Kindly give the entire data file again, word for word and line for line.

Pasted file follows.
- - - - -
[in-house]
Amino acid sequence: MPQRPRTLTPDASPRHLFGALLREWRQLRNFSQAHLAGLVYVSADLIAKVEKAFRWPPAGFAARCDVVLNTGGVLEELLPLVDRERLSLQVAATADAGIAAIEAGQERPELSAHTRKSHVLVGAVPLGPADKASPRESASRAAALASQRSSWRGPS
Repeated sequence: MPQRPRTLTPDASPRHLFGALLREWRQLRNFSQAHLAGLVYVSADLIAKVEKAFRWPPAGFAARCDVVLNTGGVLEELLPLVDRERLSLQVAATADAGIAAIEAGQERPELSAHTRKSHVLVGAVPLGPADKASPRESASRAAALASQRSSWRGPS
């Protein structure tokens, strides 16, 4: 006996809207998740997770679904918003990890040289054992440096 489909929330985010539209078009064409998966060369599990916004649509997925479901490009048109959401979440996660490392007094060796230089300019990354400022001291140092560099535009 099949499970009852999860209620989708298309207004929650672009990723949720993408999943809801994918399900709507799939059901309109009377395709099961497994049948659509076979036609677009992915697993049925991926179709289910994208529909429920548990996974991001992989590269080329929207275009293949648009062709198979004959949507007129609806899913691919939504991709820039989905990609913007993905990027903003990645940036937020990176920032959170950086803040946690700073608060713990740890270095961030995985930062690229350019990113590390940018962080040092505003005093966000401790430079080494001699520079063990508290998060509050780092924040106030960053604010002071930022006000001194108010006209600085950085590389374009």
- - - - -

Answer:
[in-house]
Amino acid sequence: MPQRPRTLTPDASPRHLFGALLREWRQLRNFSQAHLAGLVYVSADLIAKVEKAFRWPPAGFAARCDVVLNTGGVLEELLPLVDRERLSLQVAATADAGIAAIEAGQERPELSAHTRKSHVLVGAVPLGPADKASPRESASRAAALASQRSSWRGPS
Repeated sequence: MPQRPRTLTPDASPRHLFGALLREWRQLRNFSQAHLAGLVYVSADLIAKVEKAFRWPPAGFAARCDVVLNTGGVLEELLPLVDRERLSLQVAATADAGIAAIEAGQERPELSAHTRKSHVLVGAVPLGPADKASPRESASRAAALASQRSSWRGPS
């Protein structure tokens, strides 16, 4: 006996809207998740997770679904918003990890040289054992440096 489909929330985010539209078009064409998966060369599990916004649509997925479901490009048109959401979440996660490392007094060796230089300019990354400022001291140092560099535009 099949499970009852999860209620989708298309207004929650672009990723949720993408999943809801994918399900709507799939059901309109009377395709099961497994049948659509076979036609677009992915697993049925991926179709289910994208529909429920548990996974991001992989590269080329929207275009293949648009062709198979004959949507007129609806899913691919939504991709820039989905990609913007993905990027903003990645940036937020990176920032959170950086803040946690700073608060713990740890270095961030995985930062690229350019990113590390940018962080040092505003005093966000401790430079080494001699520079063990508290998060509050780092924040106030960053604010002071930022006000001194108010006209600085950085590389374009």